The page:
How thoroughly dominated are America’s institutions of higher education by faculty and staff hewing to the left side of the political spectrum? In a survey of 12,372 professors, finds a new National Association of Scholars study, 48.4% are registered Democrats and 5.7% are registered Republicans. The ratio of Democratic to Republican donors was even more one-sided, about 95 to one.
The study breaks down the ratios for individual universities. Unfortunately, none are Virginia institutions because the Old Dominion is not one of the states that requires voters to register with a political party. So, I did a quick-and-dirty search on the Virginia Public Access Project database to list all public and private university employees who have donated $10,000 or more to either Republicans and/or Democrats over the past 20 years. (If someone wants to plow through the full universe of donors, not just the biggest donors, be my guest. I’ll be happy to publish what you find.)
The results suggest that Virginia higher-ed faculty and staff, though heavily skewed to Democrats, are less lopsided than the colleges and universities covered in the NAS study – a Dem/GOP ratio of only 3.5-to-one by dollars donated, and less than 3 to one in the number of donors.
One caveat: I included only employees of Virginia-based institutions. A fair number of out-of-state faculty made significant contributions to Virginia political campaigns, but I’m more interested in gauging the ideological patterns of Virginia colleges and universities, not those from outside the state. I somewhat arbitrarily excluded George Washington University, the main campus of which is in Washington, D.C., but which also has an engineering campus in Loudoun County. Other than UVa, more GWU professors were $10,000+ contributors than those of any other higher-ed institution — and they donated almost exclusively to Democrats.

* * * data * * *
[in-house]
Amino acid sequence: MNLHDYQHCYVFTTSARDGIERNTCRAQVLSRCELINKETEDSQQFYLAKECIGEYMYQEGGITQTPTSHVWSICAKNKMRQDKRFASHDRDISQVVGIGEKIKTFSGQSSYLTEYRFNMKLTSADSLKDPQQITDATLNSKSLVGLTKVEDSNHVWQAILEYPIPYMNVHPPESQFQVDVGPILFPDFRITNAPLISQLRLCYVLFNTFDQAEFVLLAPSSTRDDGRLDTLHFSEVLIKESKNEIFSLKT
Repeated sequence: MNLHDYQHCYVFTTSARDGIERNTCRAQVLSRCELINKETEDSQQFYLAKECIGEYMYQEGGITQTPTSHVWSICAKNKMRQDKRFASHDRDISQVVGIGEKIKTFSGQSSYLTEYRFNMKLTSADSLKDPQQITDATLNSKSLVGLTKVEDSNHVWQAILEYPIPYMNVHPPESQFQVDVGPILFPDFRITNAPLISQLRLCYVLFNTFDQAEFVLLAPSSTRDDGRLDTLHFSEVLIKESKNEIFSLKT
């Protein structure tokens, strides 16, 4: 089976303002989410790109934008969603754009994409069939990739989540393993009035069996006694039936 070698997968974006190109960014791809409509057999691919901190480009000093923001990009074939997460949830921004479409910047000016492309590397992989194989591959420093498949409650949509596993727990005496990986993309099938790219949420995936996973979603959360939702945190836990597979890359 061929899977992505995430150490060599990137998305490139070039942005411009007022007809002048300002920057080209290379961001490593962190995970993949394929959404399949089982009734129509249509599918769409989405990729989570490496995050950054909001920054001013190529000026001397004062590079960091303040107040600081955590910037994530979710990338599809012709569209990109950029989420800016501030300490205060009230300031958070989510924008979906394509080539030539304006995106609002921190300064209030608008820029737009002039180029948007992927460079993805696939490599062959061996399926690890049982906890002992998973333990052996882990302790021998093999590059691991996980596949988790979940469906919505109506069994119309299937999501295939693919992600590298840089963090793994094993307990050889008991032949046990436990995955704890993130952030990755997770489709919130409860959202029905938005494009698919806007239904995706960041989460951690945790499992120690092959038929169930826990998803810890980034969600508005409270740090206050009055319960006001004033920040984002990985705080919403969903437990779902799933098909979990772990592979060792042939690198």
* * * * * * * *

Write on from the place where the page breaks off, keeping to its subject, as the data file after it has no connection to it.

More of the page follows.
Why is this important? By the standards of the energy industry, the environmental movement, the health care sector, and various single-issue groups, university faculty and staff are relatively small potatoes. (This list spans 20 years.) To understand the political economy of Virginia — who dominates the commanding heights of our culture — it’s not the modest amount of campaign contributions that matters, it’s knowing who is teaching the next generation of business, civic and political leaders.
In my humble estimation, American higher-ed has incubated many of the most destructive notions infecting the country — a veritable Wuhan of virally spreading memes — and there is ample evidence that these ideologies have taken root at Virginia higher-ed institutions. But the (admittedly cursory) evidence suggests that Virginia colleges and universities may be less orthodox and dogma-driven than their counterparts in other states. The finding that Virginia is different is reinforced by my own favorable experience at the University of Virginia — admittedly, we’re talking about a world that existed more than 40 years ago — as well as my acquaintance with two of the donors on the list (both of whose work has been discussed on this blog) who assuredly do entertain diverse points of view.
The National Association of Scholars study finds that the Dem/GOP registration ratio is most disproportionate in the Northeast — twice the ratio as in the South. And it finds that certain disciplines are more skewed than others — anthropologists by 42 to one, sociologists and English profs by 27 to one, but economists only three to one and chemists 4.5 to one. If you think college professors are skewed in their political loyalties, you ain’t seen nothing until you’ve checked out VPAP’s list of artists and authors!
Come to think of it, I think I’ll blog about them next.There are currently no comments highlighted.